leave it and touch should be said in very different intonations. be extreme in your vocalization and HAVE FUN!

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He’s either a very quick learner or he has definitely done this before. I started the one-hand training saying ‘leave it’ as suggested (I’m keeping it as simple as I can!) and he would look away from my hand when I said ‘leave it’. When he looks away, I treat him straight away. I will progress to the floor treats with a few days’ practice.

While I’m certain that Buddy could pick up touch training, I think it might be beyond my capability and attention span so I might leave that for another day but thanks for the suggestion!

Living with Buddy Molly b. 5 November 2010. Welcomed home 16/6/2018 ❤️

Won 17/112 races at Romford - our champion Essex boy

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  • 2 weeks later...

my girl picked this up very quickly, like two days quickly! we just put a bit of cheese in front of her and taking it away if she lunged for it. if she didn’t go for it straight away, she got the cheese. she now knows with all good related things, lunging at it will not get her it! she has to wait until she’s allowed to get it. just keep going with it!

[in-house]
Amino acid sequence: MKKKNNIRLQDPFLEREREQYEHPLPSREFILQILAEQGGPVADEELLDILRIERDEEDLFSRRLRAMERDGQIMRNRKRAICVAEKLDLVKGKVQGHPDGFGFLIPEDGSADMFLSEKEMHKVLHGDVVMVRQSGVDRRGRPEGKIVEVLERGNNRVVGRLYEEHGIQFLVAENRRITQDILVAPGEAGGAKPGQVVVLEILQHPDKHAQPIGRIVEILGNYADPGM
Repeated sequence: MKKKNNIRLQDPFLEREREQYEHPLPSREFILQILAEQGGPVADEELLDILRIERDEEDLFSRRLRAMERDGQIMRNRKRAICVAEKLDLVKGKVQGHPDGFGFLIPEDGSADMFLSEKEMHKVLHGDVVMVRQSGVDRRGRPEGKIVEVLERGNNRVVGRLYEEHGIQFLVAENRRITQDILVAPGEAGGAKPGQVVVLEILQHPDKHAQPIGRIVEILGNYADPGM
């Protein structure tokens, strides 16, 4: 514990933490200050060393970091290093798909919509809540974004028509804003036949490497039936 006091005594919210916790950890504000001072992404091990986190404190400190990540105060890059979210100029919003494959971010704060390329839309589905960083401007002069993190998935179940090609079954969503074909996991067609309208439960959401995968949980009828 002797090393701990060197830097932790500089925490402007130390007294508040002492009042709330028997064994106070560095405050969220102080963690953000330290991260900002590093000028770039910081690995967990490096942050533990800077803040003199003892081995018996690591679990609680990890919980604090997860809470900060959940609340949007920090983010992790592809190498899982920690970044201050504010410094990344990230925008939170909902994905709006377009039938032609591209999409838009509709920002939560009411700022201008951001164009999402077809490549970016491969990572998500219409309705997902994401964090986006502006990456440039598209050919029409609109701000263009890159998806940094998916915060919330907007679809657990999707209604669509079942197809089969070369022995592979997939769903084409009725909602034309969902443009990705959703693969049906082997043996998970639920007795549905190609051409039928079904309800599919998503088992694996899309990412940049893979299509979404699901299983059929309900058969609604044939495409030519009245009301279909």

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I’m pleased to report that it is working in the house but I haven’t had to try it while we’re out and about yet. We’ve also tried him with cheese and even that has been successful:banana 

Living with Buddy Molly b. 5 November 2010. Welcomed home 16/6/2018 ❤️

Won 17/112 races at Romford - our champion Essex boy

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5 hours ago, erindarwen said:

my girl picked this up very quickly, like two days quickly! we just put a bit of cheese in front of her and taking it away if she lunged for it. if she didn’t go for it straight away, she got the cheese. she now knows with all good related things, lunging at it will not get her it! she has to wait until she’s allowed to get it. just keep going with it!

Just as an FYI: we were told in our obedience class that for "leave it" we shouldn't feed the treat that we were telling our grey to leave, and to instead feed her a different treat (same type of treat, just a physically different treat than the one she was eyeing up). This way she doesn't learn that ignoring a treat initially means she'll get it in a couple seconds. Imagine she's trying to get something that she can't have; just because she ignores it for a while doesn't mean that it'll be ok for her to go for it after that!